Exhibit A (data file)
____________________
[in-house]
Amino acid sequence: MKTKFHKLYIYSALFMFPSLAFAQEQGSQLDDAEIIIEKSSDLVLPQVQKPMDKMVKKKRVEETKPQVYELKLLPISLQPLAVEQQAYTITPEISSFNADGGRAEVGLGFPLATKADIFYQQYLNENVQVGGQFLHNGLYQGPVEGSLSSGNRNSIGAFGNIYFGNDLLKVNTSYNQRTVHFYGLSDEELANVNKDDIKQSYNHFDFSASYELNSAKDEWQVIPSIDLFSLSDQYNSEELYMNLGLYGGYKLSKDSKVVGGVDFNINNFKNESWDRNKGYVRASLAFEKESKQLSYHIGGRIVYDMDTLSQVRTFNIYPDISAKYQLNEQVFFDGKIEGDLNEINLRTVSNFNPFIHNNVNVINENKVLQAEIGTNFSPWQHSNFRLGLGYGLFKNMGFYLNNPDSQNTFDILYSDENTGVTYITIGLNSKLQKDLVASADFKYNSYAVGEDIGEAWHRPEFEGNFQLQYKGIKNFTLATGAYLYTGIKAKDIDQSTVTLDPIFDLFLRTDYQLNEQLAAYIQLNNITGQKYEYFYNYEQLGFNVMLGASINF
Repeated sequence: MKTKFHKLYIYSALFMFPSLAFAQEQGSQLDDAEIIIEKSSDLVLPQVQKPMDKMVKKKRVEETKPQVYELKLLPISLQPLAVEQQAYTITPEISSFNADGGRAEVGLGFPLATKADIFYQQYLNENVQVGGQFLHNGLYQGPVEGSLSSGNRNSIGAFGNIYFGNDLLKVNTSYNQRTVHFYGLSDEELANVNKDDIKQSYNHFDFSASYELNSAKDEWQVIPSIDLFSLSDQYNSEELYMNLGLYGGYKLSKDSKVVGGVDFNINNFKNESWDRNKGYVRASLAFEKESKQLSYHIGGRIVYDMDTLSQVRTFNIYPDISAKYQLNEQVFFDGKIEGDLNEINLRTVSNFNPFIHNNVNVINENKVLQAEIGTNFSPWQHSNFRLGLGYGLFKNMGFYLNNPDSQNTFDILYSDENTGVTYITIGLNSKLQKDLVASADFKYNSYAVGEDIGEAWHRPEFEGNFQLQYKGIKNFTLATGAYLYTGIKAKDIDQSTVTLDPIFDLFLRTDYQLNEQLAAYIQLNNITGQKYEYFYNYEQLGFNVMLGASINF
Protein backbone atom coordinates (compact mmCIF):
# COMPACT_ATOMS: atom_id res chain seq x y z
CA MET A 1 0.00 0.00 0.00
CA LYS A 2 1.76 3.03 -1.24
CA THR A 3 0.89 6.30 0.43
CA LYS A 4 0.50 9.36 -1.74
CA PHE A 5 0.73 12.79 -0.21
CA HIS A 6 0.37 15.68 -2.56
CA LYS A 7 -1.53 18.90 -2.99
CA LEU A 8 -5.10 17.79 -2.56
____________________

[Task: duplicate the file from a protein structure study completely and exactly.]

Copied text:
[in-house]
Amino acid sequence: MKTKFHKLYIYSALFMFPSLAFAQEQGSQLDDAEIIIEKSSDLVLPQVQKPMDKMVKKKRVEETKPQVYELKLLPISLQPLAVEQQAYTITPEISSFNADGGRAEVGLGFPLATKADIFYQQYLNENVQVGGQFLHNGLYQGPVEGSLSSGNRNSIGAFGNIYFGNDLLKVNTSYNQRTVHFYGLSDEELANVNKDDIKQSYNHFDFSASYELNSAKDEWQVIPSIDLFSLSDQYNSEELYMNLGLYGGYKLSKDSKVVGGVDFNINNFKNESWDRNKGYVRASLAFEKESKQLSYHIGGRIVYDMDTLSQVRTFNIYPDISAKYQLNEQVFFDGKIEGDLNEINLRTVSNFNPFIHNNVNVINENKVLQAEIGTNFSPWQHSNFRLGLGYGLFKNMGFYLNNPDSQNTFDILYSDENTGVTYITIGLNSKLQKDLVASADFKYNSYAVGEDIGEAWHRPEFEGNFQLQYKGIKNFTLATGAYLYTGIKAKDIDQSTVTLDPIFDLFLRTDYQLNEQLAAYIQLNNITGQKYEYFYNYEQLGFNVMLGASINF
Repeated sequence: MKTKFHKLYIYSALFMFPSLAFAQEQGSQLDDAEIIIEKSSDLVLPQVQKPMDKMVKKKRVEETKPQVYELKLLPISLQPLAVEQQAYTITPEISSFNADGGRAEVGLGFPLATKADIFYQQYLNENVQVGGQFLHNGLYQGPVEGSLSSGNRNSIGAFGNIYFGNDLLKVNTSYNQRTVHFYGLSDEELANVNKDDIKQSYNHFDFSASYELNSAKDEWQVIPSIDLFSLSDQYNSEELYMNLGLYGGYKLSKDSKVVGGVDFNINNFKNESWDRNKGYVRASLAFEKESKQLSYHIGGRIVYDMDTLSQVRTFNIYPDISAKYQLNEQVFFDGKIEGDLNEINLRTVSNFNPFIHNNVNVINENKVLQAEIGTNFSPWQHSNFRLGLGYGLFKNMGFYLNNPDSQNTFDILYSDENTGVTYITIGLNSKLQKDLVASADFKYNSYAVGEDIGEAWHRPEFEGNFQLQYKGIKNFTLATGAYLYTGIKAKDIDQSTVTLDPIFDLFLRTDYQLNEQLAAYIQLNNITGQKYEYFYNYEQLGFNVMLGASINF
Protein backbone atom coordinates (compact mmCIF):
# COMPACT_ATOMS: atom_id res chain seq x y z
CA MET A 1 0.00 0.00 0.00
CA LYS A 2 1.76 3.03 -1.24
CA THR A 3 0.89 6.30 0.43
CA LYS A 4 0.50 9.36 -1.74
CA PHE A 5 0.73 12.79 -0.21
CA HIS A 6 0.37 15.68 -2.56
CA LYS A 7 -1.53 18.90 -2.99
CA LEU A 8 -5.10 17.79 -2.56